Preventative dental habits are effective well before your baby’s first tooth comes in. Start by cleaning their mouth with a clean, damp washcloth after each feeding, gently massaging their gums. Here are several other tips for maintaining your infants teeth even before the first tooth erupts.
Visit your dentist regularly.
Brush and floss on a daily basis to reduce bacterial plaque.
Proper diet, with the reduction of beverages and foods high in sugar & starch.
Use a fluoridated toothpaste recommended by the ADA and rinse every night with an alocohol-free, over-the-counter mouth rinse with .05 % sodium fluoride in order to reduce plaque levels.
Don't share utensils, cups or food which can cause the transmission of cavity-causing bacteria to your children.
Use of xylitol chewing gum (4 pieces per day by the mother) can decrease a child’s caries rate.
Once a Tooth Comes In
Use a small finger brush or toddler toothbrush to clean each tooth, making circular motions across the entire surface (and next to the gums.) Use a rice-grain sized smear of fluoridated toothpaste. As your child gets older and can spit/rinse on their own, it’s safe to progress to a pea-sized amount of toothpaste.
Your Child’s First Dental Checkup
Plan to book your baby’s first visit with one of our kids’ dentist near you by their first birthday, even if they don’t have any teeth yet. These early visits:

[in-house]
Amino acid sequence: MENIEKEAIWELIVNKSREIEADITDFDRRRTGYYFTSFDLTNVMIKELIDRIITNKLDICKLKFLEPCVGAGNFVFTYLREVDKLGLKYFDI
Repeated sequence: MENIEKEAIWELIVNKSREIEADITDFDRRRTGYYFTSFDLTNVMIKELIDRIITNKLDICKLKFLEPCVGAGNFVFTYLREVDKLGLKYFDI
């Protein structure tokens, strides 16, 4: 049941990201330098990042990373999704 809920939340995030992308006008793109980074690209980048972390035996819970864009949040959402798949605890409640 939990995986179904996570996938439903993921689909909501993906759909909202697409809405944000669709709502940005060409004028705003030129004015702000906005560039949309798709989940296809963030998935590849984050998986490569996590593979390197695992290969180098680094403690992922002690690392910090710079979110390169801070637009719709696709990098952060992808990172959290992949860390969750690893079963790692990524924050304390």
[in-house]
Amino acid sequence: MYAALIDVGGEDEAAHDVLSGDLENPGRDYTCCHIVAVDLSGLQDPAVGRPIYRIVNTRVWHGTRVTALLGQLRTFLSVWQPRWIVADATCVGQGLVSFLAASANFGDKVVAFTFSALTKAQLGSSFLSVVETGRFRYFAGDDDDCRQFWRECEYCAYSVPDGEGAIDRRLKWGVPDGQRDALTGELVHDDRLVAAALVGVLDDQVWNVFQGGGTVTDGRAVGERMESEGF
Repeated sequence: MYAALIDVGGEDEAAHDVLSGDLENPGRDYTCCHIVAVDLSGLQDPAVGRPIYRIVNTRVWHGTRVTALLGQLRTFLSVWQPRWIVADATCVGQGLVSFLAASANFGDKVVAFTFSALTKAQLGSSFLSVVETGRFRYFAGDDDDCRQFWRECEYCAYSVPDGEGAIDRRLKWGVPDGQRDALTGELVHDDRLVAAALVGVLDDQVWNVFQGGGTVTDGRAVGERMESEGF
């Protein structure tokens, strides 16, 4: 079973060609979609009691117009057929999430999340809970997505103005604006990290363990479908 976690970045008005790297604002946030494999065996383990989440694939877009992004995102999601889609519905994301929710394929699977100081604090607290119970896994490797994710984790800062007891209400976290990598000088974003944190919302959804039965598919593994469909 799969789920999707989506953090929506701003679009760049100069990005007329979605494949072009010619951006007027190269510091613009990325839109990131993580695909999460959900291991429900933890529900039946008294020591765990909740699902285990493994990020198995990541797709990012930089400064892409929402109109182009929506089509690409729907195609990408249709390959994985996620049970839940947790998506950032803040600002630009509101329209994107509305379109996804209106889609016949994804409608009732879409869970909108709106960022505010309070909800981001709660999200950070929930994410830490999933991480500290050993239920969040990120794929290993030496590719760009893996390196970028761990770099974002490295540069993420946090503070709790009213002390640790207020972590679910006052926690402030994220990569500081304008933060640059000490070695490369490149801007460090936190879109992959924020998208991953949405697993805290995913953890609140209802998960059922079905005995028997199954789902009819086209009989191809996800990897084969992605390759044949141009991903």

Help your child associate dental care with a positive environment
Give you resources to care for your child’s health
Intercept problems when they’re easier (and less invasive) to correct
Reduce your child’s chance of dental pain, infections, or emergencies
Thumb and Finger Sucking, Sippy Cup Use
Extended finger sucking, pacifiers, using a bottle, or relying on a sippy cup can permanently alter your child’s oral anatomy. It’s best to discourage such habits by the time your toddler is 2 years old. See Dental Kidz Club for tips on how to make this transition as easy as possible!
A Danger to Your Child’s Smile
Baby Bottle Tooth Decay (early childhood caries) is a rampant oral infection that can cause severe cavities and abscesses in infants. It is usually caused by putting baby to bed with a bottle or sippy cup of milk or juice, or allowing the child to sip on one frequently throughout the day.
To reduce your child’s risk of rampant tooth decay, do not give them anything besides water to drink between meals. Never put baby to bed with a bottle. When they fall asleep, the liquid will pool around their teeth, leading to erosion in their enamel.